“The bit of bone swung from the grubby twine tied around her neck every time she bent towards a corpse. Round and white from a thousand years of sun, it looked more like a marble, like a gonggi stone that a child could toss into the air and catch on the back of her hand. But it was indeed the top knuckle of Min’s little finger, where she had spelled her heart one morning, lifetimes ago. In the blue haze of dawn, she had chopped it off with a butcher’s knife, just like her mother had, and her mother’s mother before her.”
To celebrate this month, we reached out to our AANHPI community for insider guides to some of their favorite neighborhoods across the US, often places they grew up in or spent their childhoods exploring. Here’s a look at their go-to places to eat, shop, and stroll—and why these neighborhoods mean so much to them.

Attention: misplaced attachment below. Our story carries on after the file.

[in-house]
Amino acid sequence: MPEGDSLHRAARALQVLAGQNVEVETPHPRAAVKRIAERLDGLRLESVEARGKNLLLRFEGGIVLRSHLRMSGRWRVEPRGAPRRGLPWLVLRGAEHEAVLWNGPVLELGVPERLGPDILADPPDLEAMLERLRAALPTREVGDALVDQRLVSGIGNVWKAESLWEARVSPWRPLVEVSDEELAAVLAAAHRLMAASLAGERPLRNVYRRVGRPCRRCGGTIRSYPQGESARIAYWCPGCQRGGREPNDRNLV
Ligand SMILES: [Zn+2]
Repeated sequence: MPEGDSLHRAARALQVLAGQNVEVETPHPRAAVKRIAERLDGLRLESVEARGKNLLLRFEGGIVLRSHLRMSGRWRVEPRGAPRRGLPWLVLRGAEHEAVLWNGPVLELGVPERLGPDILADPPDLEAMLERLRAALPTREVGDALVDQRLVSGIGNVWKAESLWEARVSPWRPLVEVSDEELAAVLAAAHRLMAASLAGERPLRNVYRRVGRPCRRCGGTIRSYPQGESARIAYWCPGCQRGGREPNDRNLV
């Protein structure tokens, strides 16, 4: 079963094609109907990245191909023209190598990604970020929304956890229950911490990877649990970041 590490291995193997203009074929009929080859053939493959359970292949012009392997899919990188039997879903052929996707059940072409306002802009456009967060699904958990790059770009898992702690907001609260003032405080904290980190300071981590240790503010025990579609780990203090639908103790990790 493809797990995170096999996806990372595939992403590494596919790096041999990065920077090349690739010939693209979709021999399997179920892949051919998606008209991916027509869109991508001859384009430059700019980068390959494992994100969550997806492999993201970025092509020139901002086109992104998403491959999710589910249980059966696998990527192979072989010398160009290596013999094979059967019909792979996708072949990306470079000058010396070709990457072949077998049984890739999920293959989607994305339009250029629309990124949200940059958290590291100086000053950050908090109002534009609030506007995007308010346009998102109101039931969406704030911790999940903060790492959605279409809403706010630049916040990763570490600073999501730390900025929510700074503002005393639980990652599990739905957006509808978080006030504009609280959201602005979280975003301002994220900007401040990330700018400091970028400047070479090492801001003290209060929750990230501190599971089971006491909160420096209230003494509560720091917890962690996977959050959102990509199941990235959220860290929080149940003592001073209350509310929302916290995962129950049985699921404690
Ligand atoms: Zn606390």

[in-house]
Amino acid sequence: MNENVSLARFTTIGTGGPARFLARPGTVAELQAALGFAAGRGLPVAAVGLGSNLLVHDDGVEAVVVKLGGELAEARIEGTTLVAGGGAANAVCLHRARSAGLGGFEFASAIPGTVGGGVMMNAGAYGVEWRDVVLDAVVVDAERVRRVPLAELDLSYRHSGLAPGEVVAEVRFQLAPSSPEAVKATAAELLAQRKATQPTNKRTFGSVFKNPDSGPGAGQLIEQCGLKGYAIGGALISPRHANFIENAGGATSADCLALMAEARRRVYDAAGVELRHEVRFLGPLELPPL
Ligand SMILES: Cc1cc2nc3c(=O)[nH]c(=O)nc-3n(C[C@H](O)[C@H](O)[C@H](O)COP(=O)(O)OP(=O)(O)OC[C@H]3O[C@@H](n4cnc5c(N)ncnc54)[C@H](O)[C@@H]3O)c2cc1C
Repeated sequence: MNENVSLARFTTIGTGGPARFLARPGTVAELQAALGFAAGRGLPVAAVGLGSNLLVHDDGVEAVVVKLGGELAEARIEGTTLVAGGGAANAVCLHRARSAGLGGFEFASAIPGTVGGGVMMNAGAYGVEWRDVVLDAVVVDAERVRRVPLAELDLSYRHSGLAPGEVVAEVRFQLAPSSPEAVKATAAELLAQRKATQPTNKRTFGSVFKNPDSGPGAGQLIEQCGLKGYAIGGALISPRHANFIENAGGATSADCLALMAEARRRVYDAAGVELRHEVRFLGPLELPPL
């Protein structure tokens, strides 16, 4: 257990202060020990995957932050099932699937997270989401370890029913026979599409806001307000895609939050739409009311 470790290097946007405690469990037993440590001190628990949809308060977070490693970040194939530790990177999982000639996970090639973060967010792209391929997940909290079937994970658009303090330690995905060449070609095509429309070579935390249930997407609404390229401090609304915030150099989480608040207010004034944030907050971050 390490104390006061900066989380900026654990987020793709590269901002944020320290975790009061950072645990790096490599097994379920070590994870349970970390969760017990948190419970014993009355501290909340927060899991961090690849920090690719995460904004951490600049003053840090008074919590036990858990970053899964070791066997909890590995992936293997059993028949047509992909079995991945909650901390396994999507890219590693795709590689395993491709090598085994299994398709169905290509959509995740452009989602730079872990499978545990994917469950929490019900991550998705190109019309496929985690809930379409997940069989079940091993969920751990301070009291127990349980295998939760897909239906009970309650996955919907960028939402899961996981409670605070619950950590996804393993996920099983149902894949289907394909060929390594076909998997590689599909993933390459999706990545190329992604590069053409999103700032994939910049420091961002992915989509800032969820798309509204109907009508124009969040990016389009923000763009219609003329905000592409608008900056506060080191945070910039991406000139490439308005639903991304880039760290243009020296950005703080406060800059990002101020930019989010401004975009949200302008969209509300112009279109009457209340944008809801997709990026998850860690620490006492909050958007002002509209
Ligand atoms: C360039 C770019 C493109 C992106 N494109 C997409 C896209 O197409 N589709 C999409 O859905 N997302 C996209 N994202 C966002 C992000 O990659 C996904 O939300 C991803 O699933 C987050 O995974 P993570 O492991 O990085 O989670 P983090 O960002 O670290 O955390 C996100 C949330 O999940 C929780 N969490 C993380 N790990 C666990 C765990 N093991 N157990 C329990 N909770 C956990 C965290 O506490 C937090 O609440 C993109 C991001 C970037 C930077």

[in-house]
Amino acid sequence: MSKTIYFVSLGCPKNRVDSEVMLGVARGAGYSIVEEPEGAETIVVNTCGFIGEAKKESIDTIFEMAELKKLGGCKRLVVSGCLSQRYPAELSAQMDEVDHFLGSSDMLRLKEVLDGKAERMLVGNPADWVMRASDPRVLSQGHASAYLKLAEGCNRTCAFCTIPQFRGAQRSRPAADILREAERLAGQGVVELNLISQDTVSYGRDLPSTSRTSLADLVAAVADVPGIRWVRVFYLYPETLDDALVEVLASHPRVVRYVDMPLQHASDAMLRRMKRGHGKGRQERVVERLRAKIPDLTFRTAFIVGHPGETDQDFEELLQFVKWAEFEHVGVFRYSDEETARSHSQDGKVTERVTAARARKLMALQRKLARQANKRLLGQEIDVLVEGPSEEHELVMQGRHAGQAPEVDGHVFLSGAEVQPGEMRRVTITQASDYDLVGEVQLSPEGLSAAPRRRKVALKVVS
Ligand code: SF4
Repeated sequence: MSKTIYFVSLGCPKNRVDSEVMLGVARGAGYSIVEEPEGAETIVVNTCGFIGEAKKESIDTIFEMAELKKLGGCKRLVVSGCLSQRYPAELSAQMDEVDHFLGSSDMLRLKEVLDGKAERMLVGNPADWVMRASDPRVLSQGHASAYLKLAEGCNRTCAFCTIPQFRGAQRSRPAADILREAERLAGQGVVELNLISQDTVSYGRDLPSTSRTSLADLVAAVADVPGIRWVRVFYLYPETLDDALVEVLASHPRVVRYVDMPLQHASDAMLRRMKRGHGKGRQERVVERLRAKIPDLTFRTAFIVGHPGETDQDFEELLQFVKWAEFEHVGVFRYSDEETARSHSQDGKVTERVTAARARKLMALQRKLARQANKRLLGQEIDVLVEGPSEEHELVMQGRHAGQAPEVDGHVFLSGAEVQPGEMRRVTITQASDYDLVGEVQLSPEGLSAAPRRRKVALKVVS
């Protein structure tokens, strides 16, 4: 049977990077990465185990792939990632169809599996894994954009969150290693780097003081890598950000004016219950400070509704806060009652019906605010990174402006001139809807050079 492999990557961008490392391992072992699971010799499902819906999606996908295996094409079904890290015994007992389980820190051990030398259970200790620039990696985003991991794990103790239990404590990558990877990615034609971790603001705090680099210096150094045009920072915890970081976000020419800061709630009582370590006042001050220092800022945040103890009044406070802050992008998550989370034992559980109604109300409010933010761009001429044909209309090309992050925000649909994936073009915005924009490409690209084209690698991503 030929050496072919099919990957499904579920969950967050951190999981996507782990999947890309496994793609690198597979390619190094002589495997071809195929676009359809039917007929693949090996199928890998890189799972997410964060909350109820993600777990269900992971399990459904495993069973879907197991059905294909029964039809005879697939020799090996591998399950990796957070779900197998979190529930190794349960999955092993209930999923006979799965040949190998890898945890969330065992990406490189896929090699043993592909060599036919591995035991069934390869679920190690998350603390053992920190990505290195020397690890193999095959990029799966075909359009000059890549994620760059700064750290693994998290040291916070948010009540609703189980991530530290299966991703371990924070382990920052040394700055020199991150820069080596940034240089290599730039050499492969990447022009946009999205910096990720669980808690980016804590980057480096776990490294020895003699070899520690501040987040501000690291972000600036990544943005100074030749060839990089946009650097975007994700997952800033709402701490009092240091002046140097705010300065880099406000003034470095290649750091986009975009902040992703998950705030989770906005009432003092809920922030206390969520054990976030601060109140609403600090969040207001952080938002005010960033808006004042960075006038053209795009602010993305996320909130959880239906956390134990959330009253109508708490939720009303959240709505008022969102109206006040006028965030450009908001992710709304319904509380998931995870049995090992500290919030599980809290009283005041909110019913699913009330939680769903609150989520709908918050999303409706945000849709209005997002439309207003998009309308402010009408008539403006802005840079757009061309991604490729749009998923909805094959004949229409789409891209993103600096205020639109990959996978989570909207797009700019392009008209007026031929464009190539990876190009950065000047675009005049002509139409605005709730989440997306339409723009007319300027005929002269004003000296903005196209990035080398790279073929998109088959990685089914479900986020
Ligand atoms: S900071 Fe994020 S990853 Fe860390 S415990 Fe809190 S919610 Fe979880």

My immigrant mother’s love language was not hugging and kissing, but rather cutting mangoes into neat cubes and plating it neatly for us, while she scraped the remaining fruit off the pit with her teeth for herself. As Sae-ri observes, “The American marriage is talking and hugging. But that is not the Korean marriage. The Korean marriage is — what. It is one day after the other. It is the breakfast, lunch, and dinner.”